There is nothing like a good, real bookshop where you can pick up the books, riffle through the pages, read a few pages from throughout the book to check it maintains its standard throughout and just generally come across the unexpected – the book you end up buying that you didn’t go into the shop to buy.
Even the best online book sites don’t have a great browsing set-up. They might be great if you know exactly what you want but if you just want to have a look around, then you have to shuffle through endless general categories and it’s often a very boring business where you never find something unexpected.
However, online ebook subscription service Scribd is trying to improve the browsing experience on its site, as well it might, as, after all, subscriptions are really about browsing backlists.
They’ve certainly made an effort to improve things, with a redesigned category system, so you can look through wide areas such as Fiction & Literature or History or drill into niches such as Space Operas or Biographies of Outlaws.
That’s a start, although it’s not much different from online retailers, such as Amazon, where you can do similar things, but Scribd has also boosted its curation so they are putting together collections of, say, Secret History, a collection of true stories about spies, codebreaker, and secret projects, or Behind the Scenes, books about films and TV shows. plus the firm is getting in outside epecrts to give their selections, including best-selling romance author Maya Rodale and New York Times reporter Juliet Macur.
Thousands of new categories created
Scribd says it has created thousands of its own categories, while, by comparison, the BISAC list of categories use throughout the bookselling and publishing industries has only 1,800 categories.
The Scribd Selects page features some of the site’s favourite collections and books, with personal notes, while Top Books, follows best-sellers, award-winners, and books trending on Scribd. Bricks and mortar stores, of course, often have a section listing staff favourites, plus best-sellers and new fiction and non-fiction.
Scribd claims this is just the beginning and says it will be introducing the new browsing experience on mobile in the near future, which is obviously a good plan as much of their business must be done through mobile devices such as Kindle Fires and iPads.
The firm says the new browsing structure combines human and algorithmic book recommendations and Scribd co-founder Jared Friedman says the company is putting an emphasis on book discovery because of the unique characteristics of digital subscriptions.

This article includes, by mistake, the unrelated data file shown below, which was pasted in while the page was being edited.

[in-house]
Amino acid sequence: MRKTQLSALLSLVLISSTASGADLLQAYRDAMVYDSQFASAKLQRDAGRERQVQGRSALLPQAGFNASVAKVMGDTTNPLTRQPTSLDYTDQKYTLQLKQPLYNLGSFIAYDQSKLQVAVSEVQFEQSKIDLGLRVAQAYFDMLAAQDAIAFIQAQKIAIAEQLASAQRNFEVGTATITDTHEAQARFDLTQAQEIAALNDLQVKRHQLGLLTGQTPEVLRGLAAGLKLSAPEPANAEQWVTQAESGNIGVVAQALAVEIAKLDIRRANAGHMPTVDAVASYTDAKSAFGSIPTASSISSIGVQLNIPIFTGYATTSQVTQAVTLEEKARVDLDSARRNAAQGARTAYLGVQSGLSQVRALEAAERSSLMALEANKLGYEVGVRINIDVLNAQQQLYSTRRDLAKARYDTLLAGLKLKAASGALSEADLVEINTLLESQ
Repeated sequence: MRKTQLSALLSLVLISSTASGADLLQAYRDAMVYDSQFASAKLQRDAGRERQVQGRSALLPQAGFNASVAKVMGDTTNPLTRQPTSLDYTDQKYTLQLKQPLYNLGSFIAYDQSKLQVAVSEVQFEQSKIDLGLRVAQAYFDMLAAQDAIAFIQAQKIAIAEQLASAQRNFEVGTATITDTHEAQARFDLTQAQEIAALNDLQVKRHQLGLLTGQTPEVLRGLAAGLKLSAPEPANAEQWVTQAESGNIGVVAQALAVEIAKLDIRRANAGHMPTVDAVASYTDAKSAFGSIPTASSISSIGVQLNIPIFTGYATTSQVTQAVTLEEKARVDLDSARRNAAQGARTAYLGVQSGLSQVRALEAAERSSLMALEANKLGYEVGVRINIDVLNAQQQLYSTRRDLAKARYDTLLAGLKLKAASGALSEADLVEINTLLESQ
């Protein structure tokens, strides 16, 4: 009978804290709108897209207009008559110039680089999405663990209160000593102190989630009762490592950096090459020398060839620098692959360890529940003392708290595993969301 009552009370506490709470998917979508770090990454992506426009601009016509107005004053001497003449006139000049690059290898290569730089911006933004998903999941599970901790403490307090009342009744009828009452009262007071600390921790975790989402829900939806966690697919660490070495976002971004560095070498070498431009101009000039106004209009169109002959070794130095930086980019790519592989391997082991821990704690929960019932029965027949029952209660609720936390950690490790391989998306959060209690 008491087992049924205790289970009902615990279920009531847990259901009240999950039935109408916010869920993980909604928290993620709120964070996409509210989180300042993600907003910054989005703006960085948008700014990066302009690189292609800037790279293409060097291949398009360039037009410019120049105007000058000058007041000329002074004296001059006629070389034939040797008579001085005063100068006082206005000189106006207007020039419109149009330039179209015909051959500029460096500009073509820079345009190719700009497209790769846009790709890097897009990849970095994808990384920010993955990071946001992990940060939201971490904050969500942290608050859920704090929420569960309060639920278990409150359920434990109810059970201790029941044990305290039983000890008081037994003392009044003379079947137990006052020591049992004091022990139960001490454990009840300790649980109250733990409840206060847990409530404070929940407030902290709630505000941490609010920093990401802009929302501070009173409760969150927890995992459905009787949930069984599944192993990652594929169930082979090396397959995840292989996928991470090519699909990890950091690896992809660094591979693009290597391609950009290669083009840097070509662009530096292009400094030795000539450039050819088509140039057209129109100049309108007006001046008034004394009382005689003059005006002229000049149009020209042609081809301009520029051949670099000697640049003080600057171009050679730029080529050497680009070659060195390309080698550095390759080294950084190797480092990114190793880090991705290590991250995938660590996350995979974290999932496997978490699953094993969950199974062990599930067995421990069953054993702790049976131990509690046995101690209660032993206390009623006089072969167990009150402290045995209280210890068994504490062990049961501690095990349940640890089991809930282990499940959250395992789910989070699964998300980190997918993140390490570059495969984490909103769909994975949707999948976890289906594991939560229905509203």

He says: “Making books free to read creates new consumer behavior. We see an opportunity to take book discovery to a new level. When people go to a physical bookstore they usually know what they want, on Scribd, people discover books they didn’t know about before, and read them.
I am a Scribd subscriber and enjoy using the service as you do find books that you weren’t necessarily searching for in the first place. The new browsing set-up certainly adds to the service, although I’ll have to use it for a few weeks to give any sort of valid judgement. I don’t think it’s anywhere near the experience of looking around a good bookstore in the real world but it’s a good start.
However, one area where Scribd does fall down at present is in the performance of its app, at least on a Kindle Fire, which is what I use. It’s not unworkable by any means, but it is slow(ish) and reading books can be annoying as there is a judder between turning pages, it’s definitely not the fast, smooth experience we’ve become used to when reading Kindle ebooks.
The Scribd app also only allows the choice of two typefaces, which aren’t even named typefaces, but just Sans-serif and Serif. They could also do with a new logo. I’m always mistaking Scribd’s S Logo for Safari (foolishly, I know, as the Safari logo is a compass) or Sigil (which is similar) or Scrivener (also similar).
Over 500,000 ebooks are now available on Scribd and the company has recently added some prestigious publishers. including Simon & Schuster and National Geographic, Princeton University Press, and Legend Press. The firm says it’s adding around one publisher a day at the moment.